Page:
• Beer Name: The Duck Rabbit Doppelbock
  • Brewery/Origin: The Duck-Rabbit Craft Brewery, North Carolina
  • Style: Dunkles Doppelbock
  • ABV: 8.5%

I wasn’t sure what to peg the flavors in this as…I thought soy sauce, and somewhat similar to the next beer.  More intense flavors than the Hitachino, and a little more bitter, especially at the finish.  From what I gather, for a hoppy beer, this wasn’t that bitter though.  As I don’t normally drink a lot of beer, I have more taste testing to do before I can figure that out on my own.

  • Hitachino Nest Sweet Stout
  • Flavor Category: Roast
  • Beer Name: Sweet Stout
  • Brewery/Origin: Kiuchi Brewery, Japan
  • Style: Sweet Stout
  • ABV: 3.9%

As mentioned above, I found this similar in taste to the Duck-Rabbit (although I’m not sure I should’ve with the different flavor categories they fall into).  I found this one to be a little bit mellower and sweeter.  Cleaner finish than the Doppelbock.

  • Tuppers Keller Pils
  • Flavor Category: Crisp
  • Beer Name: Tuppers’ Keller Pils
  • Brewery/Origin: Tuppers’ Hop Pocket Beers (at St. George Brewing), Virginia
  • Style: Kellerbier-Zwickelbier
  • ABV: 5.0%

Bready nose and taste with a hint of grapiness.  I don’t know how something that tastes doughy can also be crisp, but surprisingly it was.

The last four beers. Hard to pick a favorite out of this group, but I’d probably say the HopDevil (the one on the left in the top row).

Some additional bullet points from the evening with Engert:

  • Local isn’t good just because it’s local.
  • Hungarian oak barrels are the best.
  • There are more U.S. brewers today than at any time since 1889.
  • The people who brought you ChurchKey will be opening Bluejacket around March 2013.  Location will be near Nationals’ Stadium.

I haven’t made it yet to ChurchKey, but after this class, and my subsequent rediscovery of beer, I will be dropping by in the near future to try some more.

Tiki Mixology with Jon Arroyo, 10 July 2012

On Tuesday I went to yet another great LivingSocial 918 F Street mixology course.  Jon Arroyo, chief mixologist of Founding Farmers, went over the basics of tiki cocktails, followed by a tasting of four drinks from the genre.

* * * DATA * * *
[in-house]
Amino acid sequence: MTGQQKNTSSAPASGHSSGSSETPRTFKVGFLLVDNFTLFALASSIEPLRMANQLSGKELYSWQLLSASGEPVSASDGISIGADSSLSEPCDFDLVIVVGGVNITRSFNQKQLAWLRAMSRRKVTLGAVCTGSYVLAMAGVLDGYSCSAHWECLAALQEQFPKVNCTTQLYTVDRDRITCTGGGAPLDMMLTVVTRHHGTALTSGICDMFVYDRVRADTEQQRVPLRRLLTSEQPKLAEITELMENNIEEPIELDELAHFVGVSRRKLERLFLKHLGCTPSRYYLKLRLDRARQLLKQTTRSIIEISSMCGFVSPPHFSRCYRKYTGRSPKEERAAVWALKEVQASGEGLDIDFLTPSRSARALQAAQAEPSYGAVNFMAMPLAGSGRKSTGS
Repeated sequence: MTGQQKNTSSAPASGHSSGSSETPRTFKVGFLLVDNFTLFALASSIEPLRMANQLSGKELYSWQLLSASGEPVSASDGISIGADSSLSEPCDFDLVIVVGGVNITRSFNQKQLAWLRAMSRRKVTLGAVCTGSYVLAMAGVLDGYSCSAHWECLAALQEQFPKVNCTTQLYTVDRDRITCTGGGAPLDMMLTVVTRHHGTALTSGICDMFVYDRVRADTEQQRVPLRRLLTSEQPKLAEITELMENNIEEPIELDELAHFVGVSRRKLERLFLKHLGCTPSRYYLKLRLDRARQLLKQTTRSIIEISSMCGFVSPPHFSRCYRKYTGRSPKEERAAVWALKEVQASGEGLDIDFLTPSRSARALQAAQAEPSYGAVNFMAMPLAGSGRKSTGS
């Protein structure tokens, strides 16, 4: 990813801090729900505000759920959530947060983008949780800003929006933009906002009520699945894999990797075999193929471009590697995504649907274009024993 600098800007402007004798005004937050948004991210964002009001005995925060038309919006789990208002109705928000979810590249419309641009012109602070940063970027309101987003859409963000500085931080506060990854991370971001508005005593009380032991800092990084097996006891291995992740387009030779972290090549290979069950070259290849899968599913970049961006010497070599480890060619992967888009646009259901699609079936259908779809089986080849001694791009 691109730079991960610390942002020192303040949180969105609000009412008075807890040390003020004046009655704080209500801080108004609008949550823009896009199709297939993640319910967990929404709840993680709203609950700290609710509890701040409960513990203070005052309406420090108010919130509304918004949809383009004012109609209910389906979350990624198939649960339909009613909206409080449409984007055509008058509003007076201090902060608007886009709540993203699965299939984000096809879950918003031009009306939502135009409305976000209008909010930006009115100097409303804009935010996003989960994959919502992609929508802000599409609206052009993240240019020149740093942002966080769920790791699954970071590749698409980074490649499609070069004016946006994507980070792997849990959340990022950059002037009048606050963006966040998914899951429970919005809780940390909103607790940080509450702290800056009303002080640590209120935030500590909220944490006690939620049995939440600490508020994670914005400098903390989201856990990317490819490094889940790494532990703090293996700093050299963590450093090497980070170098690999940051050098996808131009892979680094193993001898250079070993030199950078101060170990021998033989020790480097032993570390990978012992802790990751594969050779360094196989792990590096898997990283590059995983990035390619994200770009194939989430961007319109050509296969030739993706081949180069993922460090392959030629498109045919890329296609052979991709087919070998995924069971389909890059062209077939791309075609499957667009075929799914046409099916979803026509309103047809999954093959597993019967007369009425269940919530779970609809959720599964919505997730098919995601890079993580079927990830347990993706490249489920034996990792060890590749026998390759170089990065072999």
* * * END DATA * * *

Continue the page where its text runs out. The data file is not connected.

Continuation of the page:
The LivingSocial 918 F Street Bar…decked out with tikiness.

Arroyo did a great job of explaining the cocktails and the history behind them, as well as some other useful cocktail bullets:

  • Cocktails are spirit, water, sugar, bitters.
  • Mojito is a swizzle vs a tiki (see also Queen’s Park Swizzle).
  • Pour sweet, sour, then spirit so if you mess up and have to pour out you won’t waste spirit.

On to the evening’s cocktails.

  • Zombie – a cocktail with eleven ingredients invented by Don the Beachcomber.  This one had 3 different rums, Falernum, bitters, absinthe, grenadine, fruit juices, cinnamon syrup, and was topped off with a mint sprig.
  • Mai Tai – one of the best known tiki cocktails…this one created by Trader Vic.  Rums, curaçao, orgeat, and lime juice.
  • Scorpion – A smaller version of the scorpion bowl….rums and brandy (or cognac) with triple sec, lime, and orange juice.
  • Painkiller – a creamy tiki cocktail that includes coconut milk (Arroyo makes his own), orange juice, pineapple juice (in this case we used pineapple syrup – I’ll have to try making that) and, of course, rum.  The drink was garnished with nutmeg.

Fantastic class taught by a master mixologist.  Definitely worth the while.  I’ve been very impressed with the two mixology classes that I’ve attended thus far at 918 F Street, and I heard good things that night about others that I, unfortunately, missed.  I’d encourage others to attend if they’re in the D.C.-area.  See below for some more photos of the evening.


Mai Tai


Painkiller – the other drinks were prepared by Arroyo and his team, but we made these ourselves.

Queen’s Park Swizzle – they made one of these to demonstrate how to make a swizzle utilizing an actual wooden swizzle stick (not the plastic straw most are familiar with).

Jon Arroyo (center) and team. They certainly set the tiki mood that evening. Apologies for the blurriness.